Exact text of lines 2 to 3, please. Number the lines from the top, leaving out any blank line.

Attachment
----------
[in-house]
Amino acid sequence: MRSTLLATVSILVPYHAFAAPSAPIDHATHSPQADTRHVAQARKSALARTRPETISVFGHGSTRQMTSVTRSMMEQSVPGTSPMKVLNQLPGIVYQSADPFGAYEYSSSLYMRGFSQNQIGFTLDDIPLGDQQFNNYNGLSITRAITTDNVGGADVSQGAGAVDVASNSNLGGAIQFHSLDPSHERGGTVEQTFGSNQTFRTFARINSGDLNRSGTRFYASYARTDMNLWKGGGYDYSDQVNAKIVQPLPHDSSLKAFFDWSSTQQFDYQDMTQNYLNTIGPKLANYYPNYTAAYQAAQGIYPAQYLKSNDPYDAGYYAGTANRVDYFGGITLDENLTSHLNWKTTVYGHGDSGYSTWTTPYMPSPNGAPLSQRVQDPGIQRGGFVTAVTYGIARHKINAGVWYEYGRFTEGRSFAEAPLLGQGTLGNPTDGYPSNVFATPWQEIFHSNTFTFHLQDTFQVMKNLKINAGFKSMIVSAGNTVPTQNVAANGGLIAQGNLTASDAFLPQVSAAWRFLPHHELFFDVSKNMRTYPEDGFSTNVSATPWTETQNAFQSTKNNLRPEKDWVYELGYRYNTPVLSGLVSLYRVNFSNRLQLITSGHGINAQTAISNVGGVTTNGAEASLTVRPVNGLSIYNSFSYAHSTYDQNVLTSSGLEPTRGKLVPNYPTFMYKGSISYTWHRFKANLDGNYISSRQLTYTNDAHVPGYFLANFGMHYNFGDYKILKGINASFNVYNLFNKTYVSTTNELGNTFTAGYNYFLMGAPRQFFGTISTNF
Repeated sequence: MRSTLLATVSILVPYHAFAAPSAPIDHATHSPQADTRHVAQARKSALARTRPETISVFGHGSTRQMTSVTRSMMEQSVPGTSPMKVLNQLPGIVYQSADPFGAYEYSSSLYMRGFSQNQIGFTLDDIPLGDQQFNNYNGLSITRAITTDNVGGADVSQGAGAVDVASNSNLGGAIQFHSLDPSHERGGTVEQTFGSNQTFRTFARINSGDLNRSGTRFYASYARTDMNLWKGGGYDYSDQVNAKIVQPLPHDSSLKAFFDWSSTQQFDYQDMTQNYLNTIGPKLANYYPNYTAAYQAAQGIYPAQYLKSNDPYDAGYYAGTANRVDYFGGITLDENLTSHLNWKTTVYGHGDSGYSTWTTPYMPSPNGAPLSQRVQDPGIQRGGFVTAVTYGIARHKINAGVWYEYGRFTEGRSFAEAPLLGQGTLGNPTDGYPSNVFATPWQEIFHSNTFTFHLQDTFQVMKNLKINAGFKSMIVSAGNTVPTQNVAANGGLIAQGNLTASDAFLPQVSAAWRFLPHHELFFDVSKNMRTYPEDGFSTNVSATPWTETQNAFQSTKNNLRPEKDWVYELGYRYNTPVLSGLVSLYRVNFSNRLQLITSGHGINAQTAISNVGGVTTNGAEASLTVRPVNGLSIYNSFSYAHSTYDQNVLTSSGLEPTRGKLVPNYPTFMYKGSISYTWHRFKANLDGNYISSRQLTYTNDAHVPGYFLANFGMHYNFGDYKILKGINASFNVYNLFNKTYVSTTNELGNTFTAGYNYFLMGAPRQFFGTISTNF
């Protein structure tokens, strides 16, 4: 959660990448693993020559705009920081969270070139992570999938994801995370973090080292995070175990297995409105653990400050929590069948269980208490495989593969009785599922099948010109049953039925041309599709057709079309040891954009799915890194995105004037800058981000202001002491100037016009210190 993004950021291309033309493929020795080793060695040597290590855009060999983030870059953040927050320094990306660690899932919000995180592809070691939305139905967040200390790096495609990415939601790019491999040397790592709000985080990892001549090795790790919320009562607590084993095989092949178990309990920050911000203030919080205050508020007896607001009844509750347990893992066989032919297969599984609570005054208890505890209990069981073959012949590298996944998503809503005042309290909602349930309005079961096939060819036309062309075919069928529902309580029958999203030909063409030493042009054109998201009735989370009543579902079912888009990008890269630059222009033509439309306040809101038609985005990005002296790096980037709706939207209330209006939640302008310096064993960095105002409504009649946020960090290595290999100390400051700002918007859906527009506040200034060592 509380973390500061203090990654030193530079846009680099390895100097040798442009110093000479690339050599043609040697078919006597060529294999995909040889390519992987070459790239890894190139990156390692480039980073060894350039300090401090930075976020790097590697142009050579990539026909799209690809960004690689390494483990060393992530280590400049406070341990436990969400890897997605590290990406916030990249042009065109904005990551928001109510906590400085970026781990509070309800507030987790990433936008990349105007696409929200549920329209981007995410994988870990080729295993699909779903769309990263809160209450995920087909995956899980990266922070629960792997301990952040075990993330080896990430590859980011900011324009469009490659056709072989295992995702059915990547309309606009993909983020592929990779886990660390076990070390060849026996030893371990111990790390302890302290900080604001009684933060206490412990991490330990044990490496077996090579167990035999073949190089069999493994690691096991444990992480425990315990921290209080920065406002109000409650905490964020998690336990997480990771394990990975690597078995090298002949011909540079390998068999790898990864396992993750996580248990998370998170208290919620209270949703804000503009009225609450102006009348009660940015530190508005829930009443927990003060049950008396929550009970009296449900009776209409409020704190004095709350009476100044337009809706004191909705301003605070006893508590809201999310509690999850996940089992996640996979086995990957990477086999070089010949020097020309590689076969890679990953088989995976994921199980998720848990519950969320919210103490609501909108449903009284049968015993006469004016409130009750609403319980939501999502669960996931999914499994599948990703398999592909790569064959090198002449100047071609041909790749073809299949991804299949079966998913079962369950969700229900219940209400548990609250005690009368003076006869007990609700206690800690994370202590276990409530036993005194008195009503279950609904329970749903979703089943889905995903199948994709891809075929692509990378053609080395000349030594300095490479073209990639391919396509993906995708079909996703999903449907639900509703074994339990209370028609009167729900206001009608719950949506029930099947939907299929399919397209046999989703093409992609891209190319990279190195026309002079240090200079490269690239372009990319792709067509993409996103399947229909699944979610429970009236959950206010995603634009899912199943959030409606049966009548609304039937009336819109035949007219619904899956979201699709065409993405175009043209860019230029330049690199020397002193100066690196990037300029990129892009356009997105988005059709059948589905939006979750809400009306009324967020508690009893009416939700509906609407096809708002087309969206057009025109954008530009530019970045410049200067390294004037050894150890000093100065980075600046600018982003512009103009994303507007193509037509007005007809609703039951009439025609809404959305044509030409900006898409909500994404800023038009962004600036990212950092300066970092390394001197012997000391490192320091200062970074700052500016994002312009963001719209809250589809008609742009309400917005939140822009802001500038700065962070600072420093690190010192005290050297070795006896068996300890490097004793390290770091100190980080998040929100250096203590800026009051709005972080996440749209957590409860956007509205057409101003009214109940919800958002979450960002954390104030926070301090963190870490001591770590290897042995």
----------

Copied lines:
Amino acid sequence: MRSTLLATVSILVPYHAFAAPSAPIDHATHSPQADTRHVAQARKSALARTRPETISVFGHGSTRQMTSVTRSMMEQSVPGTSPMKVLNQLPGIVYQSADPFGAYEYSSSLYMRGFSQNQIGFTLDDIPLGDQQFNNYNGLSITRAITTDNVGGADVSQGAGAVDVASNSNLGGAIQFHSLDPSHERGGTVEQTFGSNQTFRTFARINSGDLNRSGTRFYASYARTDMNLWKGGGYDYSDQVNAKIVQPLPHDSSLKAFFDWSSTQQFDYQDMTQNYLNTIGPKLANYYPNYTAAYQAAQGIYPAQYLKSNDPYDAGYYAGTANRVDYFGGITLDENLTSHLNWKTTVYGHGDSGYSTWTTPYMPSPNGAPLSQRVQDPGIQRGGFVTAVTYGIARHKINAGVWYEYGRFTEGRSFAEAPLLGQGTLGNPTDGYPSNVFATPWQEIFHSNTFTFHLQDTFQVMKNLKINAGFKSMIVSAGNTVPTQNVAANGGLIAQGNLTASDAFLPQVSAAWRFLPHHELFFDVSKNMRTYPEDGFSTNVSATPWTETQNAFQSTKNNLRPEKDWVYELGYRYNTPVLSGLVSLYRVNFSNRLQLITSGHGINAQTAISNVGGVTTNGAEASLTVRPVNGLSIYNSFSYAHSTYDQNVLTSSGLEPTRGKLVPNYPTFMYKGSISYTWHRFKANLDGNYISSRQLTYTNDAHVPGYFLANFGMHYNFGDYKILKGINASFNVYNLFNKTYVSTTNELGNTFTAGYNYFLMGAPRQFFGTISTNF
Repeated sequence: MRSTLLATVSILVPYHAFAAPSAPIDHATHSPQADTRHVAQARKSALARTRPETISVFGHGSTRQMTSVTRSMMEQSVPGTSPMKVLNQLPGIVYQSADPFGAYEYSSSLYMRGFSQNQIGFTLDDIPLGDQQFNNYNGLSITRAITTDNVGGADVSQGAGAVDVASNSNLGGAIQFHSLDPSHERGGTVEQTFGSNQTFRTFARINSGDLNRSGTRFYASYARTDMNLWKGGGYDYSDQVNAKIVQPLPHDSSLKAFFDWSSTQQFDYQDMTQNYLNTIGPKLANYYPNYTAAYQAAQGIYPAQYLKSNDPYDAGYYAGTANRVDYFGGITLDENLTSHLNWKTTVYGHGDSGYSTWTTPYMPSPNGAPLSQRVQDPGIQRGGFVTAVTYGIARHKINAGVWYEYGRFTEGRSFAEAPLLGQGTLGNPTDGYPSNVFATPWQEIFHSNTFTFHLQDTFQVMKNLKINAGFKSMIVSAGNTVPTQNVAANGGLIAQGNLTASDAFLPQVSAAWRFLPHHELFFDVSKNMRTYPEDGFSTNVSATPWTETQNAFQSTKNNLRPEKDWVYELGYRYNTPVLSGLVSLYRVNFSNRLQLITSGHGINAQTAISNVGGVTTNGAEASLTVRPVNGLSIYNSFSYAHSTYDQNVLTSSGLEPTRGKLVPNYPTFMYKGSISYTWHRFKANLDGNYISSRQLTYTNDAHVPGYFLANFGMHYNFGDYKILKGINASFNVYNLFNKTYVSTTNELGNTFTAGYNYFLMGAPRQFFGTISTNF